Vitae Aeternum: New World Rise of the Angry Earth’s uneven Elysian Wilds and main story


In my first post covering New World‘s Rise of the Angry Earth expansion, I laid praise upon the new mounts and riding skill, as well as the flail. Today, I’m going to look at another headline feature for the expansion, the zone that was once First Light but is now the Elysian Wilds, as well as the story contained within.

Please note that this column will contain significant story spoilers for the expansion.

Of all the new additions in Rise of the Angry Earth, the Elysian Wilds zone and its accompanying storyline are the thing I’m most conflicted about.

On the one hand, New World has once again hit the ball out of the park when it comes to art and sound design. I was mildly unsure about the Elysian Wilds looking so alien in comparison to the relatively realistic environments of the rest of the game, but I can’t deny it’s a gorgeous zone. I first arrived in the dead of night, and the bioluminescent fungi and clouds of eerie radiant spores were absolutely stunning.

There’s just enough of the original First Light zone’s geography and architecture left to feel familiar to those of us who played through it back in the day, but it definitely presents as a new zone, not a rehash of the past. In contrast to the complaints about “laziness,” I suspect it was probably harder to build something that feels this fresh while still having callbacks to the past than it would have been to build a new zone from scratch.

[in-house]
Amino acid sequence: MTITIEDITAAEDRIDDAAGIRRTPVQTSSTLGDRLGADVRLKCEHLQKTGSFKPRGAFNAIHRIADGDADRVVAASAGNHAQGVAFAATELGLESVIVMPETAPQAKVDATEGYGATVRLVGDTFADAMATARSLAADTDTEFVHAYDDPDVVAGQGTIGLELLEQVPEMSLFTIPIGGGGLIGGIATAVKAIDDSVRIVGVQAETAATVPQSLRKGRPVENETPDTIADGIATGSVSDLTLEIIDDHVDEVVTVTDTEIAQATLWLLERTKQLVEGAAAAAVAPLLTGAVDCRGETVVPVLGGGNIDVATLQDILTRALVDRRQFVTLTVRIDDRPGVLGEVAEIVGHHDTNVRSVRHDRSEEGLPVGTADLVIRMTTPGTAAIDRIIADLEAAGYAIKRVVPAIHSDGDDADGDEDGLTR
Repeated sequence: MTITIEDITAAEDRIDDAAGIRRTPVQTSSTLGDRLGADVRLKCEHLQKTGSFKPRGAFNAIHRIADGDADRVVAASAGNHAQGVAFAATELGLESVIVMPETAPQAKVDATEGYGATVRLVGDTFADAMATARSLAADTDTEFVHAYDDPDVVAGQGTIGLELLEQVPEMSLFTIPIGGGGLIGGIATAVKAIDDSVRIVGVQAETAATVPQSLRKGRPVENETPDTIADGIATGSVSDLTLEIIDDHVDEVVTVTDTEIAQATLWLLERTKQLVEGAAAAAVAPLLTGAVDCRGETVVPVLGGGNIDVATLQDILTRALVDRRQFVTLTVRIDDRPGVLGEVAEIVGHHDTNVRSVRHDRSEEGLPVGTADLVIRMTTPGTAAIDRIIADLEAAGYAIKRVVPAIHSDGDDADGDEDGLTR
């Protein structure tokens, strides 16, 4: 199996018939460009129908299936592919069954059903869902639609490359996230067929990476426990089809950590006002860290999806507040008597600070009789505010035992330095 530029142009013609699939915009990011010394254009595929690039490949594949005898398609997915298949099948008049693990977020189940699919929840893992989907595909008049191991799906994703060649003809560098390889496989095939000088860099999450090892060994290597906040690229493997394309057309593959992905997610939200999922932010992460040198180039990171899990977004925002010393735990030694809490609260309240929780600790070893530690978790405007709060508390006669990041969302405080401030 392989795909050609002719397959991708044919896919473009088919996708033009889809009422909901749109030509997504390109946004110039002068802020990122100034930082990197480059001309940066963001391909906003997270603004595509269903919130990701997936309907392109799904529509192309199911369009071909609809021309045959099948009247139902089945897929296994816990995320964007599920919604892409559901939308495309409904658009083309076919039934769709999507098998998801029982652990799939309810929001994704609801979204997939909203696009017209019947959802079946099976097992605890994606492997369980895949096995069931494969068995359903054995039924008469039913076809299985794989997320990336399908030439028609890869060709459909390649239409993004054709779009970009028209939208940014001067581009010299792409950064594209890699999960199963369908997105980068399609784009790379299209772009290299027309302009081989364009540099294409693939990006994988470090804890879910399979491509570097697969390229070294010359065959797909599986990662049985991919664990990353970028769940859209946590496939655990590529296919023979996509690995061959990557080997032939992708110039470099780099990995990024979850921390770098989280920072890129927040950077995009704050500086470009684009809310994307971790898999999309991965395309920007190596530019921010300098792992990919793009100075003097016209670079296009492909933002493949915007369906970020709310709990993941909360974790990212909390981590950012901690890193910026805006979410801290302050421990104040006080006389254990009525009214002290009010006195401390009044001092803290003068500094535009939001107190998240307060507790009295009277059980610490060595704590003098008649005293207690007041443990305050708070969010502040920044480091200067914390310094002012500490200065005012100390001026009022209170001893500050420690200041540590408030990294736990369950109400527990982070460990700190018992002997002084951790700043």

I’ve noticed some strong environmental story-telling, as well. You can find makeshift barricades set up in and around the few buildings left standing, hinting at the desperate final hours of those who once called First Light home.

I also thought it was very interesting how the parts of the zone under Artemis’ control have that alien, fungal appearance, whereas the Beast Lords’ domains look like any natural jungle. It’s a great, subtle way to deliver the message that what Artemis seeks isn’t a true return to nature but a remaking of the world in an image of her choosing. Given the implication by Shirzad that the Ancients are also aliens to our reality like the Corrupted, I’m left to wonder if this fungal nightmare is what their home realm looked like.

The sound design is equally compelling. Strange beast calls and stranger sounds still echo through the Wilds, strengthening the otherworldly atmosphere. The music, meanwhile, is maybe the best zone music in the game yet, being soothing but with a hint of energy that makes you want to keep delving deeper into the region’s mysteries.

My first impression of the story was strong. It had a darker, more intense feel than I expected. For the last year, New World‘s story has tended to feel a lot more like conventional high fantasy, and I was beginning to despair that NW had forgotten its horror roots, but the Elysian Wilds brings back at least some of that flavour. If you thought becoming Corrupted or Lost was the worst thing that could happen to a person in Aeternum, think again…

Unfortunately, the gameplay doesn’t deliver that same sense of horror, and that brings me to my biggest complaint: Elysian Wilds is too easy.

Questing through Brimstone Sands was one of the most challenging open world experiences of my MMO career, and going into the Wilds, I expected to once again be tested to my limits. But in practice, it was a very tame zone. Aside from the armoured drakes and the final soul trial, none of it felt challenging at all.

I thought perhaps the difference was simply that I am now a more experienced player with better gear, so I took a trip back to Brimstone for comparison… and promptly got my head kicked in.